Transformative change with environmental and gender justice demands real solutions on climate, not schemes like “Nature-Based Solutions”
Photo credit: Fernando Franceschelli
We regularly contribute to United Nations processes on issues like forests, biodiversity, climate change and gender in order to bring the priorities and perspectives of our member groups to international policy-making spaces. This month, the United Nations Environment Programme gathered comments on Nature-based Solutions, a notion that has been used in very questionable ways to promote market-based approaches to the climate and biodiversity crises, such as carbon offsetting, approaches that use the same capitalist logic that caused the crises in the first place. Here is our submission to that consultation process.
Submission for the First Intergovernmental Consultation on Nature-based Solutions (NbS)
Global Forest Coalition (GFC)
The Global Forest Coalition (GFC), an NGO comprised of over 120 member organizations of Indigenous Peoples and Local Communities worldwide, thanks the United Nations Environment Program (UNEP) and co-chairs for the opportunity to make submissions during the First Intergovernmental Consultation on Nature-based Solutions (NbS).
GFC joins the voices of countries and stakeholders expressing their concerns on the impacts of nature-based solutions (NbS) on Indigenous peoples, local communities, women in all their diversity, youths and Afro-descendants. Resolution 5/5 recognizes “the need for analysis of the effects of nature-based solutions…, acknowledging that they do not replace the need for rapid, deep and sustained reductions in greenhouse gas emissions.” Despite this resolution, nature-based solutions continue to be a concept used to falsely brand highly questionable and even blatantly harmful practices as environmentally-friendly or “green.”
Resolution 5/5 recognizes “the need for analysis of the effects of nature-based solutions…, acknowledging that they do not replace the need for rapid, deep and sustained reductions in greenhouse gas emissions.” Despite this resolution, nature-based solutions continue to be a concept used to falsely brand highly questionable and even blatantly harmful practices as environmentally-friendly or “green.”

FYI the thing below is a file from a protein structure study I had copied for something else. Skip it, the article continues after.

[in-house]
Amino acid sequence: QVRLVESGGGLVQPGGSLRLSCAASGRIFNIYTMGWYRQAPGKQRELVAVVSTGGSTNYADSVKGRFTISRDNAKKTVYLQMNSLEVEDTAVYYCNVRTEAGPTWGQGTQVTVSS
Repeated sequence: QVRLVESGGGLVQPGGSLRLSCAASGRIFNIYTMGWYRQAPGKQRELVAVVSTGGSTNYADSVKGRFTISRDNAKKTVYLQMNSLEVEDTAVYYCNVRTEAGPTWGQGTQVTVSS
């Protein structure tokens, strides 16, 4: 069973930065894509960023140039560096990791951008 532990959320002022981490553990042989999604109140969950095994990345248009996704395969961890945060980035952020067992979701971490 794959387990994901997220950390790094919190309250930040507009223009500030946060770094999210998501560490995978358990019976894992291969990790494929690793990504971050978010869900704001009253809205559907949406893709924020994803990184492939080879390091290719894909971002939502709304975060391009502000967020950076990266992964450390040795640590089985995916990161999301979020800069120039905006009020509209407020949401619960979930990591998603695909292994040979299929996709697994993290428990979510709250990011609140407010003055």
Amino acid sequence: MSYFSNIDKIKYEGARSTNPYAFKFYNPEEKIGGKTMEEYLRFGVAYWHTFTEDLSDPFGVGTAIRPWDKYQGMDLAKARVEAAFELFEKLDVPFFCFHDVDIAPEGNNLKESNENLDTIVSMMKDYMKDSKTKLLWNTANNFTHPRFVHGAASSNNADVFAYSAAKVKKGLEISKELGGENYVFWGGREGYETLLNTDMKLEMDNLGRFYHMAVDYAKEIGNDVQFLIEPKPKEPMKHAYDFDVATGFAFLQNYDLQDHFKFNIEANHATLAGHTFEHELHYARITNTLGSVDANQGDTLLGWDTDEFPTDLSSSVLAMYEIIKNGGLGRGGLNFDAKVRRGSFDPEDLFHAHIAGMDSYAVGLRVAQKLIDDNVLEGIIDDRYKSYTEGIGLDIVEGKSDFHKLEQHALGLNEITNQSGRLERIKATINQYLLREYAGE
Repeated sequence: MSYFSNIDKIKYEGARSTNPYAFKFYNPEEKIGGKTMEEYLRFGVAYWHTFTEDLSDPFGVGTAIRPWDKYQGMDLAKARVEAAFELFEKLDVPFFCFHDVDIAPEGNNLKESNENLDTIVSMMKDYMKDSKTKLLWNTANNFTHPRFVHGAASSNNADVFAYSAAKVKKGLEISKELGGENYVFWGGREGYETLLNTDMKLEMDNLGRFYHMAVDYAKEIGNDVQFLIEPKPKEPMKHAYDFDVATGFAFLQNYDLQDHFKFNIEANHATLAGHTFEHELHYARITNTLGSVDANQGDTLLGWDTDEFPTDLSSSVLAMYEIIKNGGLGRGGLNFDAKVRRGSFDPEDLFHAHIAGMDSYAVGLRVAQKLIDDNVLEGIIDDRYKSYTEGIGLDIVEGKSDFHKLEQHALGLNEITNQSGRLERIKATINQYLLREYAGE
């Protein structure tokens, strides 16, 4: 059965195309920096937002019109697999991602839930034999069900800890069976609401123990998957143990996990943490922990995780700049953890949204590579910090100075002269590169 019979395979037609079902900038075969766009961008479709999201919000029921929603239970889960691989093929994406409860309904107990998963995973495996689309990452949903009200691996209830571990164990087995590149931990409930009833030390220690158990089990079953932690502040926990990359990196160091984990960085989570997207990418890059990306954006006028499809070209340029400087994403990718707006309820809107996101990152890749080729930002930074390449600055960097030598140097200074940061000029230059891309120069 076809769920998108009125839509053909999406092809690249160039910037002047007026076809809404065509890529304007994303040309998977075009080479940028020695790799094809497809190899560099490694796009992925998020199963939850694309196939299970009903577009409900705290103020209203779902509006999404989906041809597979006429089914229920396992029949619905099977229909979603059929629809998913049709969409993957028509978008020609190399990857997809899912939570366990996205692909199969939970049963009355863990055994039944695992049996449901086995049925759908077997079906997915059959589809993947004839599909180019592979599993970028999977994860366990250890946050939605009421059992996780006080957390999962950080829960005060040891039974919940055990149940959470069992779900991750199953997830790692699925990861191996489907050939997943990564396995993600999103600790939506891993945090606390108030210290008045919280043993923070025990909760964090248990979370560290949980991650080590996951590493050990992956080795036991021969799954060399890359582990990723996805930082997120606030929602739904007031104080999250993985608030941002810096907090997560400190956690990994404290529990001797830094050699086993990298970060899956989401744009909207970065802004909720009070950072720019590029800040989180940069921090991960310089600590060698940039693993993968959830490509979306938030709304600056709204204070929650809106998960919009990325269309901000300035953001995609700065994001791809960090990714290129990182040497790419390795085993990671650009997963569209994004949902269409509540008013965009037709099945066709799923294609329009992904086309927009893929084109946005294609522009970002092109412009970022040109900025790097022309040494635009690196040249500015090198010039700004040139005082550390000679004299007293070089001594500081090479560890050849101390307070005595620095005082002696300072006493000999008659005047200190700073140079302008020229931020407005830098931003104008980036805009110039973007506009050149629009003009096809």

We support the implementation of ecosystem approaches, as a way to address the root causes of the climate crisis, rather than reproducing a colonialistic climate regime that promotes the greenwashing of carbon offsetting programmes. The ecosystem approach, which is rooted in the Convention on Biological Diversity (CBD) and its COP decisions, is the primary framework for action under the Convention, as described by the Conference of the Parties. The Intergovernmental Panel on Climate Change (IPCC) also recognizes in its AR6 Synthesis Report that ecosystem-based adaptation approaches have been effective in climate mitigation.
In accordance with one of the tasks of this consultation, we request that science-based analyses of the effects of NbS, including differentiated impacts on women in all their diversity, Indigenous peoples and underrepresented groups, are carried out prior to continued support for these schemes. A compilation of bad NbS practices would also contribute to making an unbiased assessment, enrich the discussion, and address challenges to the most vulnerable groups, especially in the Global South. Market-based approaches inherently favor those with economic power and tend to further entrench inequalities faced by women, Indigenous peoples and other marginalized groups that are economically, socially and politically underrepresented. Avoiding any policy framework that allows the continuation of nature-based solutions under the guise of market-oriented processes is fundamental to supporting rights-based and gender-just approaches in biodiversity conservation and climate change mitigation.
GFC also opposes any support for new funding sources from the private sector, especially in the Global South, as well as the financialization of nature through any project seeking investment opportunities arising from the conservation, restoration and sustainable use of nature.
Climate and forest-related policies that are born of existing anthropocentric, colonial and patriarchal mindsets only perpetuate the root causes of the crisis they are supposed to tackle. In doing so, they fail to deal with the uneven distribution of access to and control over resources experienced by frontline communities on the basis of gender, class, race, caste, age and ability, among other factors.
As a result, they maintain an unjust, unequal system with intersecting forms of oppression that reproduces and strengthens structural barriers instead of breaking them down. Women, especially Indigenous and rural women, are more vulnerable to climate change and land use change such as deforestation, and addressing gender inequality is central to effective climate mitigation and adaptation.
Gender-blind climate policy-making that promotes false solutions rather than ecosystem approaches is a major concern for many civil society organizations, as demonstrated by a recent case study published by GFC. Seeking transformative change through gender and environmental justice demands real solutions to the climate regime, not schemes linked to the same corporations, industries and governments responsible for much of the historical and ongoing damage to the planet and communities worldwide.
Real emissions reductions are far more crucial than nature-based solutions that do not propose transformative action on gender-just and human rights-based approaches. GFC looks forward to continuing to support the UNEP in promoting a common agenda that advocates for environmental and gender justice while respecting the principles of multilateralism and plural approaches.